In September 2019, MEDENT sold its 100th self-check-in kiosk. For about two years, these kiosks have been redefining the patient check-in process by ultimately reducing the time it takes a patient to reach the care they need. This case study provides insight on how MEDENT’s kiosks have improved a number of fronts including patient check-in times, collecting payments, and front desk efficiency to four different health practices. While these practices — Calvert Internal Medicine Group, G-Health Enterprises, and University at Buffalo Neurosurgery — differ from one another in various ways, each of them have seen similar results since they began using MEDENT’s kiosks.

As both patients and front desk staff know, traditional patient check-ins can take several minutes. Depending on the number of staff available to handle check-ins, a patient may have to wait in line before they can begin the actual check-in process.  The kiosk can help eliminate these lines as patients can check in by scanning a driver’s license or a unique QR code that’s been delivered prior to an appointment. In addition to its check-in functionalities, the kiosk — compliant with the Health Insurance Portability and Accountability Act’s (HIPAA) privacy regulations — is also capable of completing other office tasks like collecting payments and prompting patients to complete any necessary paperwork.

As two of the first to sign on with MEDENT’s kiosks, the Greater Buffalo United Accountable Healthcare Network (GBUAHN) and Urban Family Practice — both entities of G-Health Enterprises in Buffalo, New York —  have been granting their members access to this check-in technology for nearly two years. Between GBUAHN and Urban Family Practice, G-Health utilizes five MEDENT kiosks.  

“The kiosk was a good add-on (for MEDENT), and it was executed well,” said Dr. Raul Vazquez, M.D., president and chief executive officer of G-Health Enterprises in October. “It’s a check-in tool, but that’s not what it really is. It’s really a way to make sure you’re completing a lot of tasks that are often missed.” G-Health in particular takes advantage of the kiosk’s ability to prompt patients to complete enrollment procedures.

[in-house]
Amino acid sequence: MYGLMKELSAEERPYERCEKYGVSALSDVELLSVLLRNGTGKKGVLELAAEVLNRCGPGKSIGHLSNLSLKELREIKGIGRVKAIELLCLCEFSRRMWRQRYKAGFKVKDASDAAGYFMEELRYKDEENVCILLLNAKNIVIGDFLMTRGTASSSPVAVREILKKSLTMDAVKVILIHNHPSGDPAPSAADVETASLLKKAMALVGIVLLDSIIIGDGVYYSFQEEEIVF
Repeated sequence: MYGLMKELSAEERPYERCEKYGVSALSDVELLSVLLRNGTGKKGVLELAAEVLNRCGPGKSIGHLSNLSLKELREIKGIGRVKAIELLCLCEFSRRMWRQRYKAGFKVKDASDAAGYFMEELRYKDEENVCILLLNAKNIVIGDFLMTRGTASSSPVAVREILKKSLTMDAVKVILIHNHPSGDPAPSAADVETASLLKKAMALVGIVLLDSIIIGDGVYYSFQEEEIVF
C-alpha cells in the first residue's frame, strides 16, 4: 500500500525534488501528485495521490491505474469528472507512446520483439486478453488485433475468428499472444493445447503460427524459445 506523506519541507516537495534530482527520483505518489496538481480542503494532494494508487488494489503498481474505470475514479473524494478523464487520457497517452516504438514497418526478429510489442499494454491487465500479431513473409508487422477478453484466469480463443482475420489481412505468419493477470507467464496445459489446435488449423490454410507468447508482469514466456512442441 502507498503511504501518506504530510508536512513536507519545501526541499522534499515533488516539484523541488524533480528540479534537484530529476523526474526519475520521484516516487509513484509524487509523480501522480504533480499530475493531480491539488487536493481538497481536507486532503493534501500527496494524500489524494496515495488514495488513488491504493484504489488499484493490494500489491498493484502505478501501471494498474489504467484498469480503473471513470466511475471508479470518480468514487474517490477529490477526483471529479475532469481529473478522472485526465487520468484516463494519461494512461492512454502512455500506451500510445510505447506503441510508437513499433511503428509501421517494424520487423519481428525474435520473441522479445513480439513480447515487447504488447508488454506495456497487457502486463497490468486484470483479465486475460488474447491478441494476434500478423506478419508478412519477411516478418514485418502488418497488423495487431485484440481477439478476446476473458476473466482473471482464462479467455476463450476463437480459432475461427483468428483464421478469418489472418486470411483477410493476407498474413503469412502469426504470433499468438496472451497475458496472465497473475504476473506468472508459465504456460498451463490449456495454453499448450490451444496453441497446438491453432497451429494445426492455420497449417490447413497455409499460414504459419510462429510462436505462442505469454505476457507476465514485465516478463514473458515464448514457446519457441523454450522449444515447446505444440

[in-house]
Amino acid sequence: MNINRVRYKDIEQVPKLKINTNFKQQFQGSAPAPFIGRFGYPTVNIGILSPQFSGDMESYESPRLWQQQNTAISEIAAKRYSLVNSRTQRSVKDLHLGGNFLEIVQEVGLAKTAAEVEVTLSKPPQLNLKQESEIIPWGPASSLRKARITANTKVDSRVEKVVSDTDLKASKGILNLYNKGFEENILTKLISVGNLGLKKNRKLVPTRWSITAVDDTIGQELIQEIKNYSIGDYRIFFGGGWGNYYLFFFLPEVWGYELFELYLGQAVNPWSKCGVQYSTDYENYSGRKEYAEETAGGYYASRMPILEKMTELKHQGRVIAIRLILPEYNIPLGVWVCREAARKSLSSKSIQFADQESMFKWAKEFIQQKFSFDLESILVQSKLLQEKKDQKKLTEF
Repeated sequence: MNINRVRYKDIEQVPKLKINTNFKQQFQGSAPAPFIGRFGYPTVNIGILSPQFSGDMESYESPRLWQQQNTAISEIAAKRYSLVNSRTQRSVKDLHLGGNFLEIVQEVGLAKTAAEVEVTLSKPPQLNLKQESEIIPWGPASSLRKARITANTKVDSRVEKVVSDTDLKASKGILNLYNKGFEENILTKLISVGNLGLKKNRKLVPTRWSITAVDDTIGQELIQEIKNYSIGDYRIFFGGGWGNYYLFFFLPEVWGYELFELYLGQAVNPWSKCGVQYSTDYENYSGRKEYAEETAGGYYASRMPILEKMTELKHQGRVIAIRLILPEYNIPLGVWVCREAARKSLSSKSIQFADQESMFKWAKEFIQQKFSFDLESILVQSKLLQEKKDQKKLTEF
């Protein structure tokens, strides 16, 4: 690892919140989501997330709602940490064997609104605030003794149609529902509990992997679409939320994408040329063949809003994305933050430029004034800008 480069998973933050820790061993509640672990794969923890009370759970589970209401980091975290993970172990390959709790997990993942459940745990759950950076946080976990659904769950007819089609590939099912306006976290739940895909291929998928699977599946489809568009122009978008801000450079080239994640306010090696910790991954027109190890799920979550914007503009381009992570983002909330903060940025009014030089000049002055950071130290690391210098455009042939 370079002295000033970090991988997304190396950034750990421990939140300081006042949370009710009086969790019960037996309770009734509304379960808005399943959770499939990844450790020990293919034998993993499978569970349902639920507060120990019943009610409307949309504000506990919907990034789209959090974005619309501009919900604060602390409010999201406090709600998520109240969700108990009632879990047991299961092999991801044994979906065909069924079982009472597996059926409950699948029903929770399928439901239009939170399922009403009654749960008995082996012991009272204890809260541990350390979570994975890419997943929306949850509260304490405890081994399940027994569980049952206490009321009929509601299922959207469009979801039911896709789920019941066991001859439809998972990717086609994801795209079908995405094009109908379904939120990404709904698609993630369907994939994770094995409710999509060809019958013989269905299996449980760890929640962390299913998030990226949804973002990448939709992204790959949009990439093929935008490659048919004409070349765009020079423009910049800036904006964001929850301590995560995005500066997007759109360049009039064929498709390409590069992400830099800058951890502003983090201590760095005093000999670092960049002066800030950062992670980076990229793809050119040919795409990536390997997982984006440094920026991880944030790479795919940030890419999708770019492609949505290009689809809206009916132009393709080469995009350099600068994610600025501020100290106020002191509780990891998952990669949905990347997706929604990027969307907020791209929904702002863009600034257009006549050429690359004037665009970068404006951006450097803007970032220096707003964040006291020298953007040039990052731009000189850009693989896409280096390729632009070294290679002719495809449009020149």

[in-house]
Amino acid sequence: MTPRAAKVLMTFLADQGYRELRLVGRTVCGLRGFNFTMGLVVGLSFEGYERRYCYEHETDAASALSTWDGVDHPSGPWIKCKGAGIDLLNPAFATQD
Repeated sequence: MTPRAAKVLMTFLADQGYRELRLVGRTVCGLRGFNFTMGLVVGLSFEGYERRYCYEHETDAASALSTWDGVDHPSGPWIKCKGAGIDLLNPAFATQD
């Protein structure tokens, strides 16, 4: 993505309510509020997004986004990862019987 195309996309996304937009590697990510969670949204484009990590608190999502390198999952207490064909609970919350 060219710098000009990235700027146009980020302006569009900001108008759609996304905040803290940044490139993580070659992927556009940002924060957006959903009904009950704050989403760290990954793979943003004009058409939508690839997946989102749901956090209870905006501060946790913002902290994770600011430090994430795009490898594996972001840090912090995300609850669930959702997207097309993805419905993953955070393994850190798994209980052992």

Since March 2018, when kiosks first came to G-Health, the number of patients checking in via kiosk jumped by nearly 150% (surging from 1548 to 2310 at Urban Family and from 355 to 538 at GBUAHN). The average amount of time a patient spends in front of a kiosk also dropped. Urban Family saw check-in times reduce by 12 seconds while GBUAHN saw a 37-second reduction.

Another kiosk veteran, Calvert Internal Medicine Group in Maryland, saw similar results since it installed nine kiosks at three of its five locations in September 2018. After Calvert’s first operating month, 6728 check-ins were logged, averaging at 193 seconds per session. In October 2019, Calvert had logged 8383 kiosk check-ins, averaging at 63 seconds per session. Calvert had been using kiosks prior to signing on with MEDENT, so when MEDENT’s kiosks arrived, the patient learning curve wasn’t as drastic. However, the growth on both fronts was still significant. These two graphs to the right depict patient check-in progress derived directly from MEDENT’s kiosks. It’s important to note that each health practice differs in specialties and size. Some practices may have more kiosks than others, too. Nonetheless, these practices have managed to cut down check-in times while kiosk usage has continued to rise. 


More than a check-in


Checking patients in for appointments can be seen as one of the kiosk’s primary functions, but at some practices like Calvert, the kiosk has evolved into a multipurpose tool. “Something unique about our practice is that we have an on-site lab in our Prince Frederick office,” said Lynne Thomas, Calvert’s Revenue Cycle Manager in September. “So, we allow patients to check-in through the kiosks as walk-in patients to have their bloodwork drawn. They can also check in for allergy injections and flu shots, too.”

Recently, Calvert recalibrated its kiosks so that they’d prompt certain patients to complete an influenza consent form. “We give about 6,000 flu shots a year, and before we were using paper forms that we had to print, copy and scan,” Thomas said.